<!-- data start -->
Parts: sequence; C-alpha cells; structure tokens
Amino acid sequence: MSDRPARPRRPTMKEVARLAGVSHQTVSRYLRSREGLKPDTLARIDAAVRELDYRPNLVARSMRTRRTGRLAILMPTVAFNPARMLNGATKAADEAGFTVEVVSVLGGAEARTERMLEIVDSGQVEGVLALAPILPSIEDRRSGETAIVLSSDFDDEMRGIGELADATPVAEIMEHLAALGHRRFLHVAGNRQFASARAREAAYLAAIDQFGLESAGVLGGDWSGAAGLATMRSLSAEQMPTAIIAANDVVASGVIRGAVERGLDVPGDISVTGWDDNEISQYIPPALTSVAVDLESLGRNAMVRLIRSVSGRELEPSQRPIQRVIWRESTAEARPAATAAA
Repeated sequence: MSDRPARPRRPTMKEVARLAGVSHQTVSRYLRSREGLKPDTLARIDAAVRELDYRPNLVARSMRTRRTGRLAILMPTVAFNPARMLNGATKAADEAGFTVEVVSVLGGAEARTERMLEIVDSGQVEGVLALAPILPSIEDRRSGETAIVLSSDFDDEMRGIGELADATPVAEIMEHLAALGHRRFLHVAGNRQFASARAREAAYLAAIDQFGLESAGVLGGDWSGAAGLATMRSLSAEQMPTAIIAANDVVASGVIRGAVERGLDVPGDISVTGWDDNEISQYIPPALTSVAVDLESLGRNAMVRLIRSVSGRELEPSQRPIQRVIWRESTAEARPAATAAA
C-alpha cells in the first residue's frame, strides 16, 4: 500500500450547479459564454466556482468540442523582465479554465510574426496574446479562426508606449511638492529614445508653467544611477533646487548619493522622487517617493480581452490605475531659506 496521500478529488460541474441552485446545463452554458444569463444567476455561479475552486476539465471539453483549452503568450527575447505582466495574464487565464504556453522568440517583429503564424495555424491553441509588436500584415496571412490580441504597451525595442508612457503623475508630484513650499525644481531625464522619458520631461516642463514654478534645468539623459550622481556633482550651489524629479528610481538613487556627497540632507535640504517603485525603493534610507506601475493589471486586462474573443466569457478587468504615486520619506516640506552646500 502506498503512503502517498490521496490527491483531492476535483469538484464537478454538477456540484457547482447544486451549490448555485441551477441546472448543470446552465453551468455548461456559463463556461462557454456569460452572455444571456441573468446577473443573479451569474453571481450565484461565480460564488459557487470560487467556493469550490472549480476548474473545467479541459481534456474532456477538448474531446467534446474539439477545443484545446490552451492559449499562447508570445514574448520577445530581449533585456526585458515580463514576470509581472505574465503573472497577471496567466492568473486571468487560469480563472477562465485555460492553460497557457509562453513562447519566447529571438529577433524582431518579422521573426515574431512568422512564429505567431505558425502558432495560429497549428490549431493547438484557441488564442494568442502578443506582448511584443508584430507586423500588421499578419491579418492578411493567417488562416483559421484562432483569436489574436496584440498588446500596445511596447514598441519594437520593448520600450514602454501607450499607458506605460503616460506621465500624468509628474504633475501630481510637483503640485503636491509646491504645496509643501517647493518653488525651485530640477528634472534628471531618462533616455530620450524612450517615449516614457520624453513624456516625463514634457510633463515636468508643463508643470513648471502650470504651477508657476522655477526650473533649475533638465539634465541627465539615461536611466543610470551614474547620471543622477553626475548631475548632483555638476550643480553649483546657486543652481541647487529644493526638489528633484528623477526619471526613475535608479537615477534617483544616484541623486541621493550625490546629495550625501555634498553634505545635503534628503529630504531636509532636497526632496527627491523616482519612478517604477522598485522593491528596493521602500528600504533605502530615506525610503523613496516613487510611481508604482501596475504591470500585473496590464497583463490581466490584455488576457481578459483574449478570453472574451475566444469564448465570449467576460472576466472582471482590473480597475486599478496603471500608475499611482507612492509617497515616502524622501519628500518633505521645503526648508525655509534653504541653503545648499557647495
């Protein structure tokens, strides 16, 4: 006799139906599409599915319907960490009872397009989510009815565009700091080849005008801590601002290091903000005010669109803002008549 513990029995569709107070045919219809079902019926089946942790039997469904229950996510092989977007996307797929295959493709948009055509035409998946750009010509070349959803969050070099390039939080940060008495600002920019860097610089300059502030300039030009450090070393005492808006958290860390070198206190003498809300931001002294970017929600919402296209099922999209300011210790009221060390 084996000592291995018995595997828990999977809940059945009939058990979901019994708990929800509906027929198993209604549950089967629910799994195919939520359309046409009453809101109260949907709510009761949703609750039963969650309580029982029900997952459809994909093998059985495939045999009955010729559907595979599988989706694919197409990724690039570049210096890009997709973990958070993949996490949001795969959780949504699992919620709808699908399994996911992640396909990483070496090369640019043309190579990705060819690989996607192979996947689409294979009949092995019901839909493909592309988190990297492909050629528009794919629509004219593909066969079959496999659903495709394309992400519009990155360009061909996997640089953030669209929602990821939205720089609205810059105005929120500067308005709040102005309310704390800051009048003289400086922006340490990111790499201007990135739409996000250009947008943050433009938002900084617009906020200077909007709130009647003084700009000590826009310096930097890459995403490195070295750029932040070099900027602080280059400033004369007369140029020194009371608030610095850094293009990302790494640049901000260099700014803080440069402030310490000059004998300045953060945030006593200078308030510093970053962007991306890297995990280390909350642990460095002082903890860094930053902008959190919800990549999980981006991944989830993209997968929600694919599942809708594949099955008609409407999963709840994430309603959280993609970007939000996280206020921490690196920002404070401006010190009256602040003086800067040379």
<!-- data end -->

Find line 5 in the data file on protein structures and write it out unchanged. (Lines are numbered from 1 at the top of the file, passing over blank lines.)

């Protein structure tokens, strides 16, 4: 006799139906599409599915319907960490009872397009989510009815565009700091080849005008801590601002290091903000005010669109803002008549 513990029995569709107070045919219809079902019926089946942790039997469904229950996510092989977007996307797929295959493709948009055509035409998946750009010509070349959803969050070099390039939080940060008495600002920019860097610089300059502030300039030009450090070393005492808006958290860390070198206190003498809300931001002294970017929600919402296209099922999209300011210790009221060390 084996000592291995018995595997828990999977809940059945009939058990979901019994708990929800509906027929198993209604549950089967629910799994195919939520359309046409009453809101109260949907709510009761949703609750039963969650309580029982029900997952459809994909093998059985495939045999009955010729559907595979599988989706694919197409990724690039570049210096890009997709973990958070993949996490949001795969959780949504699992919620709808699908399994996911992640396909990483070496090369640019043309190579990705060819690989996607192979996947689409294979009949092995019901839909493909592309988190990297492909050629528009794919629509004219593909066969079959496999659903495709394309992400519009990155360009061909996997640089953030669209929602990821939205720089609205810059105005929120500067308005709040102005309310704390800051009048003289400086922006340490990111790499201007990135739409996000250009947008943050433009938002900084617009906020200077909007709130009647003084700009000590826009310096930097890459995403490195070295750029932040070099900027602080280059400033004369007369140029020194009371608030610095850094293009990302790494640049901000260099700014803080440069402030310490000059004998300045953060945030006593200078308030510093970053962007991306890297995990280390909350642990460095002082903890860094930053902008959190919800990549999980981006991944989830993209997968929600694919599942809708594949099955008609409407999963709840994430309603959280993609970007939000996280206020921490690196920002404070401006010190009256602040003086800067040379």